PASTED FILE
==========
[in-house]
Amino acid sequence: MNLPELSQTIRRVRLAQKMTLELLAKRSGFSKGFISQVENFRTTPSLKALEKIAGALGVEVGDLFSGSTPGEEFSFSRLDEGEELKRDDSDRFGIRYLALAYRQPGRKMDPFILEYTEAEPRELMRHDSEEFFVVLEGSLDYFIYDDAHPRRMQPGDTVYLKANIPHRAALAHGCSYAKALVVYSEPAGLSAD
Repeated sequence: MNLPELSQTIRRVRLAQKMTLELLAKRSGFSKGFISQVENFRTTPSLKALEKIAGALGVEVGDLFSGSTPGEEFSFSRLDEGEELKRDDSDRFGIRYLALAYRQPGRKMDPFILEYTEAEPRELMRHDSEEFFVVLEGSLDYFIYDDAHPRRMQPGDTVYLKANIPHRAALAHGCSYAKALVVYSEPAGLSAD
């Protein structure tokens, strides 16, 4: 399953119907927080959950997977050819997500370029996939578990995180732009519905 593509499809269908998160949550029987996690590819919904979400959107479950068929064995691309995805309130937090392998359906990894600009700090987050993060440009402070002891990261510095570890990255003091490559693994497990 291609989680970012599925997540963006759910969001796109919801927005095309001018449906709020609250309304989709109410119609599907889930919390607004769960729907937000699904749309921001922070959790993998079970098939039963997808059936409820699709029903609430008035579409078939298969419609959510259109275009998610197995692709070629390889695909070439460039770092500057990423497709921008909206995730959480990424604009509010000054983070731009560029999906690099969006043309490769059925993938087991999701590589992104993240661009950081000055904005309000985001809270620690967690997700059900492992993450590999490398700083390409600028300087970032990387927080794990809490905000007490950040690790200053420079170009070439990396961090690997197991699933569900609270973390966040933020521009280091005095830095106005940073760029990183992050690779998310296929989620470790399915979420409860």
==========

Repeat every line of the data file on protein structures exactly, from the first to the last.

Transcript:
[in-house]
Amino acid sequence: MNLPELSQTIRRVRLAQKMTLELLAKRSGFSKGFISQVENFRTTPSLKALEKIAGALGVEVGDLFSGSTPGEEFSFSRLDEGEELKRDDSDRFGIRYLALAYRQPGRKMDPFILEYTEAEPRELMRHDSEEFFVVLEGSLDYFIYDDAHPRRMQPGDTVYLKANIPHRAALAHGCSYAKALVVYSEPAGLSAD
Repeated sequence: MNLPELSQTIRRVRLAQKMTLELLAKRSGFSKGFISQVENFRTTPSLKALEKIAGALGVEVGDLFSGSTPGEEFSFSRLDEGEELKRDDSDRFGIRYLALAYRQPGRKMDPFILEYTEAEPRELMRHDSEEFFVVLEGSLDYFIYDDAHPRRMQPGDTVYLKANIPHRAALAHGCSYAKALVVYSEPAGLSAD
């Protein structure tokens, strides 16, 4: 399953119907927080959950997977050819997500370029996939578990995180732009519905 593509499809269908998160949550029987996690590819919904979400959107479950068929064995691309995805309130937090392998359906990894600009700090987050993060440009402070002891990261510095570890990255003091490559693994497990 291609989680970012599925997540963006759910969001796109919801927005095309001018449906709020609250309304989709109410119609599907889930919390607004769960729907937000699904749309921001922070959790993998079970098939039963997808059936409820699709029903609430008035579409078939298969419609959510259109275009998610197995692709070629390889695909070439460039770092500057990423497709921008909206995730959480990424604009509010000054983070731009560029999906690099969006043309490769059925993938087991999701590589992104993240661009950081000055904005309000985001809270620690967690997700059900492992993450590999490398700083390409600028300087970032990387927080794990809490905000007490950040690790200053420079170009070439990396961090690997197991699933569900609270973390966040933020521009280091005095830095106005940073760029990183992050690779998310296929989620470790399915979420409860």